Although I like the idea of movie distributers shifting from REC709 & 4:2:0 to REC2020 & 4:4:4 for 4K video, expanding that color depth will come at a cost of 33% more data capacity needed per pixel and more severe levels of lossy video compression. I guess I'll have to see it to believe it with H.265 HEVC boasting much greater encoding efficiency over H.264 AVC.
The Blu-ray format is now several years old. In its early days a good bit was being said about "deep color" and what Blu-ray would be doing in the future. We've seen a couple revisions made to HDMI and various generations of HDTV sets come and go, but I'll be darned if I've ever seen a movie on Blu-ray encoded with "deep color."
4K is better than 2K, but 4K has some hurdles to jump.
Hollywood movie studios are still producing too many movies in 2K resolution. The Arri Alexa is one of the most popular feature production video camera systems available, but it doesn't shoot footage in 4K (native resolution is 2880 X 1620). Most digital intermediates are still renedered at 2K. Some movies are being produced in 3D 2K rather than 4K. Advances in computing technology make it easier than ever to produce a movie in 4K, but I think studios are using those same leaps in computing power to do 2K even that much faster & cheaper.
Too many movie theaters are equipped with 2K projection rather than 4K -and this includes all of those IMAX Digital theaters (a.k.a. Lie-MAX). I think 4K needs to make some big strides in commercial cinema to build public awareness about the difference. Right now most customers aren't aware of any differences. Many don't even understand the difference between SD and HD -which is why so many new TV sets are fed SD signals and put into stretch-o-vision.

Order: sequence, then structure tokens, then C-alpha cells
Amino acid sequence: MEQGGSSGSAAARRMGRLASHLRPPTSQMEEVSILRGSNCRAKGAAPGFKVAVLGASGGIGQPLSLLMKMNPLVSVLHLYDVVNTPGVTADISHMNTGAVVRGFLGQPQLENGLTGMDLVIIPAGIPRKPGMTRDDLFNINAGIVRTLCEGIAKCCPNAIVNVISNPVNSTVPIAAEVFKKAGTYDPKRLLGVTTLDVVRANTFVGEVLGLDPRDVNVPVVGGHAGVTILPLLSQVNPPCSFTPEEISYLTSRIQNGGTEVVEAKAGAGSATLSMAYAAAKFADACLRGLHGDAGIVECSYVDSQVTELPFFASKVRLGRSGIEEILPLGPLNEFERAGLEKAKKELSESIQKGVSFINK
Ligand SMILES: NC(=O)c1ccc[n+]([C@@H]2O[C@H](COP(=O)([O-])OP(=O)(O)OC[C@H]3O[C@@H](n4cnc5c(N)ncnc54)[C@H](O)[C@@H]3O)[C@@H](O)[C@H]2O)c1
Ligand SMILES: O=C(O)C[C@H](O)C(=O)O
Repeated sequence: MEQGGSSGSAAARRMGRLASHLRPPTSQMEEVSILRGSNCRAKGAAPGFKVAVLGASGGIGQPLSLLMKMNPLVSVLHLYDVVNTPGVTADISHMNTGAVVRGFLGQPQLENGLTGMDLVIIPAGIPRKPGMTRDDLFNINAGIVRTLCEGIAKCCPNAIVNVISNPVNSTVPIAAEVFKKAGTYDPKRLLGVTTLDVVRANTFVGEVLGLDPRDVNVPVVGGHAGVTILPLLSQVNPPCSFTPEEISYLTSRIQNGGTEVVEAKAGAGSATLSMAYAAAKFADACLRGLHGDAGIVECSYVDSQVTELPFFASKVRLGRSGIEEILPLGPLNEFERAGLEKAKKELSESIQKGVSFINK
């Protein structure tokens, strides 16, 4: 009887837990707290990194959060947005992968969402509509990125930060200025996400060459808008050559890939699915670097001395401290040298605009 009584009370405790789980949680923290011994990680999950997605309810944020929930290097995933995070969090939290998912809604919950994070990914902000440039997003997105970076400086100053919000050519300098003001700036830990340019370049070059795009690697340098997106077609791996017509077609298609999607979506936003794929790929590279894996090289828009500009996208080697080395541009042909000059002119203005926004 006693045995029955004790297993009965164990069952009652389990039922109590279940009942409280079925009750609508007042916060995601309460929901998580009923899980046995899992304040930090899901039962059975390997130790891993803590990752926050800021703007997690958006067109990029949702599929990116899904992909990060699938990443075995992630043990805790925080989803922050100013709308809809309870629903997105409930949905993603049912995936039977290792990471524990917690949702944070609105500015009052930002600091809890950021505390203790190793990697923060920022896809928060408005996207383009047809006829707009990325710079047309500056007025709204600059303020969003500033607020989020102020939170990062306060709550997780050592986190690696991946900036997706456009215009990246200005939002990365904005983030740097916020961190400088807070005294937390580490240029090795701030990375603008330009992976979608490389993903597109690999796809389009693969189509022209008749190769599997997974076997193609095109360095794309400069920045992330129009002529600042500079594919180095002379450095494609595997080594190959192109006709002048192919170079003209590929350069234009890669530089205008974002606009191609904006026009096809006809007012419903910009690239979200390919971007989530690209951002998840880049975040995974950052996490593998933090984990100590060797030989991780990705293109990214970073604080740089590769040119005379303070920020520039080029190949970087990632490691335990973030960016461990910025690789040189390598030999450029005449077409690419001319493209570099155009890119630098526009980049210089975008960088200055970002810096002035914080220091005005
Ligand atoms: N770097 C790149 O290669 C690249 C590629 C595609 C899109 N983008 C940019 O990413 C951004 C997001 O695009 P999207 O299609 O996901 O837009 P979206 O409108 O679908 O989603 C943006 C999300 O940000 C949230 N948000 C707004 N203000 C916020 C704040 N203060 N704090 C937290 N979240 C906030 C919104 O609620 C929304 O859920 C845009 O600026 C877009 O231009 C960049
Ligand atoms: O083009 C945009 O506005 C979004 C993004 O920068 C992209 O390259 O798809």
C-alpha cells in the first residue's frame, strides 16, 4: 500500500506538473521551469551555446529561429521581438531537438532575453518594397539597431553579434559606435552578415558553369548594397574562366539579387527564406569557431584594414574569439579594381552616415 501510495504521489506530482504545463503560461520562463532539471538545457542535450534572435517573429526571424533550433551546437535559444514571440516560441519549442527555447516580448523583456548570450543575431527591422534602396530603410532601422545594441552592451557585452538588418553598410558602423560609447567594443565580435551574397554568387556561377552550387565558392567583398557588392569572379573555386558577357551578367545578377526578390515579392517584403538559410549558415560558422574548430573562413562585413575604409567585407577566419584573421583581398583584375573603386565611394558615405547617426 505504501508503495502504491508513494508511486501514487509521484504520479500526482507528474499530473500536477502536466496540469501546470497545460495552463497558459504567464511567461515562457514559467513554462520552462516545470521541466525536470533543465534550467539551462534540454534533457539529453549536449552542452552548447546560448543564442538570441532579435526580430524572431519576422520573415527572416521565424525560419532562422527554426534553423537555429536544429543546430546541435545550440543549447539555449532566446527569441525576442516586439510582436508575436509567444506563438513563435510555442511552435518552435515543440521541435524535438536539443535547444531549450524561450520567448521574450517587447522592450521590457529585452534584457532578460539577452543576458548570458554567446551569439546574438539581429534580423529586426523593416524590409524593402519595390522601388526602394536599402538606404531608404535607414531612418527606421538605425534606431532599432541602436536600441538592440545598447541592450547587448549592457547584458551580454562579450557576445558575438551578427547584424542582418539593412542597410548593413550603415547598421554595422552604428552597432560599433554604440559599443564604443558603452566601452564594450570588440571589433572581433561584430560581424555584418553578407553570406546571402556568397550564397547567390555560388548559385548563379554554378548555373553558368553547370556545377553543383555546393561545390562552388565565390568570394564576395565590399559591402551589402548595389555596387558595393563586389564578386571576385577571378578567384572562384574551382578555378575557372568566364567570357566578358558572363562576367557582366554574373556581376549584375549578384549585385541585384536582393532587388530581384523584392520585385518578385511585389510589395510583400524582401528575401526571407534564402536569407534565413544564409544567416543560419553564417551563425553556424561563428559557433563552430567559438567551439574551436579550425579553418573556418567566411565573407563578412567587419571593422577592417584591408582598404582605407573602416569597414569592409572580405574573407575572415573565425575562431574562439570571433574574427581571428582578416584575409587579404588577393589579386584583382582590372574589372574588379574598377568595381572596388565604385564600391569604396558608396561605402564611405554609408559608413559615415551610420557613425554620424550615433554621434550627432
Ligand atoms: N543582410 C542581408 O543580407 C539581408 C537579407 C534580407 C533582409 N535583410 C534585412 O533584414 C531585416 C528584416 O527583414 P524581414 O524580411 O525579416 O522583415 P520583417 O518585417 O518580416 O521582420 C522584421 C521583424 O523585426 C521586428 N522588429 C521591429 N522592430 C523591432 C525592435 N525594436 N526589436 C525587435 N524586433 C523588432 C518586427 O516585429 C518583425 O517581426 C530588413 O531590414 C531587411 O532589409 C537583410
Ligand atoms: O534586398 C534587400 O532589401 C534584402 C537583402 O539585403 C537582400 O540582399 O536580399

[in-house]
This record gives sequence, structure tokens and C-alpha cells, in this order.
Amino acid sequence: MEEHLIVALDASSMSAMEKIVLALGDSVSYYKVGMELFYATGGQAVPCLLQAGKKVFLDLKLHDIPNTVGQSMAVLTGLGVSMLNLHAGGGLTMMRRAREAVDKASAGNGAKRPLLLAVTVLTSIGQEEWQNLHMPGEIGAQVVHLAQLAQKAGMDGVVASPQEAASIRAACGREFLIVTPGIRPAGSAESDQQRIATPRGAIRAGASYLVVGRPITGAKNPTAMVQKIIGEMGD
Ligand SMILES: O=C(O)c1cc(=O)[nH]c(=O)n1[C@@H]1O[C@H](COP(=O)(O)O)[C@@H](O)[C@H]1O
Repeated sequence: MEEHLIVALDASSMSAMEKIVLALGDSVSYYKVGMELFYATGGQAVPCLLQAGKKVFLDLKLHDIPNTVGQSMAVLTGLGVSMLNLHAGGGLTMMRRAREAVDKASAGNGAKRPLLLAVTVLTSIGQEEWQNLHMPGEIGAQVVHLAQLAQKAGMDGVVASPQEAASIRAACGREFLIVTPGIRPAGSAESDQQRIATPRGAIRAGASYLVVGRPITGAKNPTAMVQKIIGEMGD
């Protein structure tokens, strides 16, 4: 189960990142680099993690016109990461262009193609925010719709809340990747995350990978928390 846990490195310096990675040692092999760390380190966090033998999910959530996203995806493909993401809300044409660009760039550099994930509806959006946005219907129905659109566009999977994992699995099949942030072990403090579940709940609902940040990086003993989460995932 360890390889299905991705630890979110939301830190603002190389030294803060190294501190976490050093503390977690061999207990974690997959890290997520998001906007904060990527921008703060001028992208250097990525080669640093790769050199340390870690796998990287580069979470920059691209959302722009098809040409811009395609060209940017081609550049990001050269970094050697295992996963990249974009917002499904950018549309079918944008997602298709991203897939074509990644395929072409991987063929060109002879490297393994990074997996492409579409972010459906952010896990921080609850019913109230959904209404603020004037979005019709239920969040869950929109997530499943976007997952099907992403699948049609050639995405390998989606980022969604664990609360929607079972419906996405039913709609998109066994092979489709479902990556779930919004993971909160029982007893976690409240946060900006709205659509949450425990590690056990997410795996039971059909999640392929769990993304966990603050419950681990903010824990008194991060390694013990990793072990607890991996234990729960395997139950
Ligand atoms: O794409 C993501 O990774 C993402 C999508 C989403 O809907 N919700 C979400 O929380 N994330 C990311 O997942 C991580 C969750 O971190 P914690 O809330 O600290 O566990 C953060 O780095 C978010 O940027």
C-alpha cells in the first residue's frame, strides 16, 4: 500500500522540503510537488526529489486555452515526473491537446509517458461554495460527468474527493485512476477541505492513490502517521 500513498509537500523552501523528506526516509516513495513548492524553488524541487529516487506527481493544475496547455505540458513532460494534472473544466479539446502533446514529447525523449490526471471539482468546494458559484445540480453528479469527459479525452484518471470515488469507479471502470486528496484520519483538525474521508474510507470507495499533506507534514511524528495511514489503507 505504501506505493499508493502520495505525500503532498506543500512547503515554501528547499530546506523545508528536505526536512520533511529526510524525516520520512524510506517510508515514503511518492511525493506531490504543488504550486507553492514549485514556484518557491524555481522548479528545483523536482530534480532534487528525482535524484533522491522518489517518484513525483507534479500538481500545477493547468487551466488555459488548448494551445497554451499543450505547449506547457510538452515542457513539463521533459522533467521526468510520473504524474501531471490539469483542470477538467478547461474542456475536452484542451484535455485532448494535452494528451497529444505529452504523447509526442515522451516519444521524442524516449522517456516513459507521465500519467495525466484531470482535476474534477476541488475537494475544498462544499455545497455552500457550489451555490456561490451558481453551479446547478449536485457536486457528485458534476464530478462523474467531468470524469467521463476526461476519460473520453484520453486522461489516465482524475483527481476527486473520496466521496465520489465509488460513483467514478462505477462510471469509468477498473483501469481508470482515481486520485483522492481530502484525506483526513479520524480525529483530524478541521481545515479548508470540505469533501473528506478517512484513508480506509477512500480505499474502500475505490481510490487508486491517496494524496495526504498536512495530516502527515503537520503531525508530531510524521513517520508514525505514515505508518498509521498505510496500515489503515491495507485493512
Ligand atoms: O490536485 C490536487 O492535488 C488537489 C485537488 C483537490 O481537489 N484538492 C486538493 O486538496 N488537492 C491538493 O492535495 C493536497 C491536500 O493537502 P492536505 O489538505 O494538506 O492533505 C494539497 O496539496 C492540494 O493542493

Residential Internet connections should be a whole lot faster than they are today. Unfortunately telecom giants have been pouring a huge fortune into improving mobile phone infrastructure while doing as little as possible with residential lines. In order to stream YouTube quality H.264 1080p HD material in real time with no hicccups one needs a connection that sustains 8 megabits per second or more. Not many people have that. 4K H.265 streaming in 4:4:4 would, no doubt, require a significantly faster connection.
I think physical media (like optical discs) will be needed to deliver 4K movies to the public anytime in the reasonably near future. I don't know if that can be accomplished with the Blu-ray platform. But I hope it can.
If 4K UHDTV movies have to be delivered on an entirely new video format odds are high we'll see all kinds of legal delays coming from movie studios, lawyers, etc. regarding licensing fees, copy protection, etc. Some of those hassles might be avoided if the Blu-ray format can continue to be used.
Edited by Bobby Henderson, November 22 2013 - 11:07 AM.